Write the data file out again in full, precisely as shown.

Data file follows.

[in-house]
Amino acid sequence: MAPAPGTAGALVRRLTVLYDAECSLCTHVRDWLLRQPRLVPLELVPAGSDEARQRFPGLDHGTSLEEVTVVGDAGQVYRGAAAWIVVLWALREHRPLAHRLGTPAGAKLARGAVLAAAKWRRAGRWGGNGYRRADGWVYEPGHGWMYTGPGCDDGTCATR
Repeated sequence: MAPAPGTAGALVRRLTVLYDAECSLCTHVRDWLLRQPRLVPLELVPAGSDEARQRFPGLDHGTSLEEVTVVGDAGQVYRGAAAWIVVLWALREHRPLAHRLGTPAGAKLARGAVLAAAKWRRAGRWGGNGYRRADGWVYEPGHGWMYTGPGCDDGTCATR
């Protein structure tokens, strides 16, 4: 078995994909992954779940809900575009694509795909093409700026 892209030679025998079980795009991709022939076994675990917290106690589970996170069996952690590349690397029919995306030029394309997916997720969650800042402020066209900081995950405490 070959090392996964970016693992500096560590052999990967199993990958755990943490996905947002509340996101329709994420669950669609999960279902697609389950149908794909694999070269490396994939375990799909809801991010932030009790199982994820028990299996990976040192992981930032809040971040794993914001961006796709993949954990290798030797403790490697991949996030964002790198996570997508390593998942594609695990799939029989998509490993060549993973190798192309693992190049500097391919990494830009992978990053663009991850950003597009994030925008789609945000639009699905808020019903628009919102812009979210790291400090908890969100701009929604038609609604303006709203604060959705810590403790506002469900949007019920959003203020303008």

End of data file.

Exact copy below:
[in-house]
Amino acid sequence: MAPAPGTAGALVRRLTVLYDAECSLCTHVRDWLLRQPRLVPLELVPAGSDEARQRFPGLDHGTSLEEVTVVGDAGQVYRGAAAWIVVLWALREHRPLAHRLGTPAGAKLARGAVLAAAKWRRAGRWGGNGYRRADGWVYEPGHGWMYTGPGCDDGTCATR
Repeated sequence: MAPAPGTAGALVRRLTVLYDAECSLCTHVRDWLLRQPRLVPLELVPAGSDEARQRFPGLDHGTSLEEVTVVGDAGQVYRGAAAWIVVLWALREHRPLAHRLGTPAGAKLARGAVLAAAKWRRAGRWGGNGYRRADGWVYEPGHGWMYTGPGCDDGTCATR
């Protein structure tokens, strides 16, 4: 078995994909992954779940809900575009694509795909093409700026 892209030679025998079980795009991709022939076994675990917290106690589970996170069996952690590349690397029919995306030029394309997916997720969650800042402020066209900081995950405490 070959090392996964970016693992500096560590052999990967199993990958755990943490996905947002509340996101329709994420669950669609999960279902697609389950149908794909694999070269490396994939375990799909809801991010932030009790199982994820028990299996990976040192992981930032809040971040794993914001961006796709993949954990290798030797403790490697991949996030964002790198996570997508390593998942594609695990799939029989998509490993060549993973190798192309693992190049500097391919990494830009992978990053663009991850950003597009994030925008789609945000639009699905808020019903628009919102812009979210790291400090908890969100701009929604038609609604303006709203604060959705810590403790506002469900949007019920959003203020303008």